Standing up for your rights takes a lot of courage - and there is always risks involved.
And in a country like Burma (Myanmmar), under a 'notorious' military junta, it really takes even more uts for people to stand up for their rights...and it was recently reported that Burmese workers have decided to stand up in 2 factories...
And the government's response was to send '....more than 50 truckloads of riot police carrying batons and shields were deployed and at least six fire engines and five prison vans...'.
We call on the Burmese military government not to 'crackdown' on the workers, who have every right to demand their rights. It is hoped that the workers demands are given due consideration - and that they be paid a reasonable wage.
Low wages, poor inhumane working conditions, etc are some of the reasons why so many people of Burma have fled to neighbouring Thailand and Malaysia.
ASEAN should maybe step in, to ensure that their member, the Burmese military government, do not further stifle the rights of these workers. Trade Unions from fellow ASEAN nations, International Labour Organisation (ILO) and others should also press for a fair resolution of what really is a dispute between workers and the employer. Better wages and better working conditions are long overdue in Burma...
Myanmar workers on strike
Truckloads of riot police carrying shields are parked on a road leading to Hlaing Tharyar industrial zone in Myanmar. Myanmar's military government tightened security at the industrial zone where factory workers were staging a rare strike for better pay. -- PHOTO: APYANGON (Myanmar) - MYANMAR'S military government tightened security on Wednesday at an industrial zone in Yangon where factory workers were staging a rare strike for better pay.
Protests of any kind are unusual in Myanmar, where the junta does not tolerate dissent.
Authorities used barbed wire barricades to block roads leading to the factories in the Hlaing Tharyar industrial zone in the city's north-east, and more than 50 truckloads of riot police carrying batons and shields were deployed and at least six fire engines and five prison vans were parked near the factories.
Workers at the Taiyee shoe factory and the Opal 2 garment factory began protests on Monday calling for higher daily wages, overtime payments and several other demands, said an official from the Myanmar Chamber of Commerce and Industry. The labour action spread to the Kya Lay garment factory on Tuesday, said the official, who spoke on condition of anonymity because he was not authorised to release the information.
The workers, mostly women, staged protests outside the factories and inside a factory compound, where they sat down and refused to work. The three factories employ a total of about 3,600 workers.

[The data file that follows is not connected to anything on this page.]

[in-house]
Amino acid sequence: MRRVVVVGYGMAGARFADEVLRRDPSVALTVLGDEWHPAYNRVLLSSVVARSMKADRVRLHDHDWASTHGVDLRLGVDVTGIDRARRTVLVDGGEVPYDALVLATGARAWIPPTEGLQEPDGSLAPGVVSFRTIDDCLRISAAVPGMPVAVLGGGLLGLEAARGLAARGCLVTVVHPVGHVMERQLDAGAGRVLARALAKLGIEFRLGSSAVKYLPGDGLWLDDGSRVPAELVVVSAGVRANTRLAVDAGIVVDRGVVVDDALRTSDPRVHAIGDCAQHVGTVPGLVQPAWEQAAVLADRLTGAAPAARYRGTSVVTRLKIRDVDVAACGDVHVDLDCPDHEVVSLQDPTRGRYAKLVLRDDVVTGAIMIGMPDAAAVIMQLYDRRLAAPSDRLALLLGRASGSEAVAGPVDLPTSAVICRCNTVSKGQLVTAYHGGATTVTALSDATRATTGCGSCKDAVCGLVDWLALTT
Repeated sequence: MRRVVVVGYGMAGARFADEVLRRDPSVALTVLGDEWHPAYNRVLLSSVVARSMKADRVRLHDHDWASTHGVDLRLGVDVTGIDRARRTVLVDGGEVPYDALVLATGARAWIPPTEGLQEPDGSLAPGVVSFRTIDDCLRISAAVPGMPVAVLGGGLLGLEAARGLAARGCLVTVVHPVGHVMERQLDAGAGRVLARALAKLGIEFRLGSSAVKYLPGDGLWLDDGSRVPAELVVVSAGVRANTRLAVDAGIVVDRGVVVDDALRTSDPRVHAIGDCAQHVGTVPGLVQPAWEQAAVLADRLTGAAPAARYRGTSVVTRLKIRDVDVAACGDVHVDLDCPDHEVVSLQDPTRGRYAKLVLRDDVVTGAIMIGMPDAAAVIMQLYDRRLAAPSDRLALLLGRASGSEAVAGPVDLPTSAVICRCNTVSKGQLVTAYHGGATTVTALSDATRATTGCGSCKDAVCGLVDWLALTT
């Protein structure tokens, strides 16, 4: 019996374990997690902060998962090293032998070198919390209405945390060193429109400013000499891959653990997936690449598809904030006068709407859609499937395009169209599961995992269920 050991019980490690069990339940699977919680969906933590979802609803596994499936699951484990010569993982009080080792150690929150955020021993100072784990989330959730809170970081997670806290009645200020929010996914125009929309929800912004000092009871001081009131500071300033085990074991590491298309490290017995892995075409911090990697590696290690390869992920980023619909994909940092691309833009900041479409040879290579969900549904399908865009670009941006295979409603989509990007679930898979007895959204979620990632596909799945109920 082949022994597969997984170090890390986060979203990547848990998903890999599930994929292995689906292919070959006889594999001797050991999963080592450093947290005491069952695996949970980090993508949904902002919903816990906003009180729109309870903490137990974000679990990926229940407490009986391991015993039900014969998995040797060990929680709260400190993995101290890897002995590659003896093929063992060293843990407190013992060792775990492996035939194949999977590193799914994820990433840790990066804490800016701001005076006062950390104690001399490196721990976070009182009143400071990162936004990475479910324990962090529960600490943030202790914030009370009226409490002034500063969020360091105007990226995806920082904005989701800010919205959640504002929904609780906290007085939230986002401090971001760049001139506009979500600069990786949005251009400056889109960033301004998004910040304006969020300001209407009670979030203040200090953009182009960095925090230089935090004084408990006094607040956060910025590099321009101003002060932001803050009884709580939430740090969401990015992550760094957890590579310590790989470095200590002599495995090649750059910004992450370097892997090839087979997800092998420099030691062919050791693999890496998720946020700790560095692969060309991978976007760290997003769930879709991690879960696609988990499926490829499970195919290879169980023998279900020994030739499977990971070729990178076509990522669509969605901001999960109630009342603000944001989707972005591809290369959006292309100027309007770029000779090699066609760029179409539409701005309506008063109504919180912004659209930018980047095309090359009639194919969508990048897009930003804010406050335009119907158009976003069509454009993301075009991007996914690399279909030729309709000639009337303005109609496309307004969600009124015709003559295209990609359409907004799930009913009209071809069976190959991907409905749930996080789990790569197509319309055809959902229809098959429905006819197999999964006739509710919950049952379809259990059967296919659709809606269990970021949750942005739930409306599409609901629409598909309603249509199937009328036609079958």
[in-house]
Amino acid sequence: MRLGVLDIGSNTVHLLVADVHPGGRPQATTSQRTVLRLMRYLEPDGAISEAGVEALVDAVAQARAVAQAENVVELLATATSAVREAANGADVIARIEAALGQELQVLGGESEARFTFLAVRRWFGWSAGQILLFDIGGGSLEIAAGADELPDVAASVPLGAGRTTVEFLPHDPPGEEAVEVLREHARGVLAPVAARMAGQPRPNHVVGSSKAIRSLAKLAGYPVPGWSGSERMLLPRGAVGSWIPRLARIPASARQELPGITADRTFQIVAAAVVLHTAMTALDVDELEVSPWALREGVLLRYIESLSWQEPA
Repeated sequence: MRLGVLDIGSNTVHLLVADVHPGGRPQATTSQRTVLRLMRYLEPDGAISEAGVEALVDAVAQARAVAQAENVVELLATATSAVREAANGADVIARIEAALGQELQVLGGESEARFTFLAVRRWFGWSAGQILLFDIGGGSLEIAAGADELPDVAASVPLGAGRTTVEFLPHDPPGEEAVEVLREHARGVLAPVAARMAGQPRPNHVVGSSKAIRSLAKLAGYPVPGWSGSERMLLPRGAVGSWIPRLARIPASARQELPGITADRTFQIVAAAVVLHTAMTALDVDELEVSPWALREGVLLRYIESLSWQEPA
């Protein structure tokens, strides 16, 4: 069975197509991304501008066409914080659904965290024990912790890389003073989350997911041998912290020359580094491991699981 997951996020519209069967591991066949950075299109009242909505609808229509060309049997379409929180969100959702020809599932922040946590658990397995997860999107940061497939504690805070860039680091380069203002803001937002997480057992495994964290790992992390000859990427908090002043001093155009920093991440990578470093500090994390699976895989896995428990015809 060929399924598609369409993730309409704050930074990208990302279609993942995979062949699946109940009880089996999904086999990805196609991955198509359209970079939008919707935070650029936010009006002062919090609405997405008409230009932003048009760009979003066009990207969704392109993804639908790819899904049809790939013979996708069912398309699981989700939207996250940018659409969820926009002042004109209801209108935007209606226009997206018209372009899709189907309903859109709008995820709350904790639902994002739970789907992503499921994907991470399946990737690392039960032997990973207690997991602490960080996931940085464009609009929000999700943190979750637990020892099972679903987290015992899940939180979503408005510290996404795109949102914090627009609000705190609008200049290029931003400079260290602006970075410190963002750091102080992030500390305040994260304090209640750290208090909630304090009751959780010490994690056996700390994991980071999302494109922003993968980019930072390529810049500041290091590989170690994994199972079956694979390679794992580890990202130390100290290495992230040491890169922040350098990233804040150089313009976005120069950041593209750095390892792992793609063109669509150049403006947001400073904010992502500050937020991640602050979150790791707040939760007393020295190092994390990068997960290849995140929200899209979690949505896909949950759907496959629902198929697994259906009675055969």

The official said factory owners and Labour Ministry officials were trying to settle the dispute, and some factories near those on strike had been closed to prevent the labour agitation from spreading. -- AP - Straits Times, 10/2/2010, Myanmar workers on strike
Around 2000 textile factory workers in Rangoon started striking on Monday evening, demanding a pay increase and reduced working hours.
Eye-witnesses said the situation is still tense with more than 30 riot police trucks and several fire engines stationed inside the factory zone.
The strike started in the Mya Fashion garment factory in No. 3 Factory Zone of Rangoon's Hlaing Tharyar Township. The workers are demanding an increase in salary of 10,000 kyat (US$ 10), a reduction of working hours and the provision of a clean space for meals. Workers from nearby factories have reportedly joined the strike.
Blocked by riot police trucks, fire engines and police custody vans, striking workers have been prevented from leaving the factory zone and no one has been allowed to enter, sources in Rangoon said.
According to the latest reports, members of Union Solidarity and Development Association, a junta-backed organization have also arrived at the scene, and the strike continues. The workers have been warned to disperse peacefully or face a violent crackdown.
The workers have to work from 7 am to 11 pm daily. In December, nearly 1,000 textile workers in Hlaing Tharyar staged a demonstration. Government officials were involved in negotiations with the workers over their demands, though it remains unclear as to how the issue was resolved.
The monthly income of most factory workers in Burma ranges from 20,000 kyat [$20] to 40,000 kyat [$40], forcing many to work overtime. Many factory owners employ temporary workers who have no legal recourse if they are fired without compensation, according to former factory workers in Rangoon.
More than 80 percent of factory workers in Rangoon work on a day-to-day basis. Most are young women between 15 and 27 years of age who come from the countryside in search of a better living.- The Irrawaddy, 9/2/2010, Authorities Threaten Violence at Rangoon Strike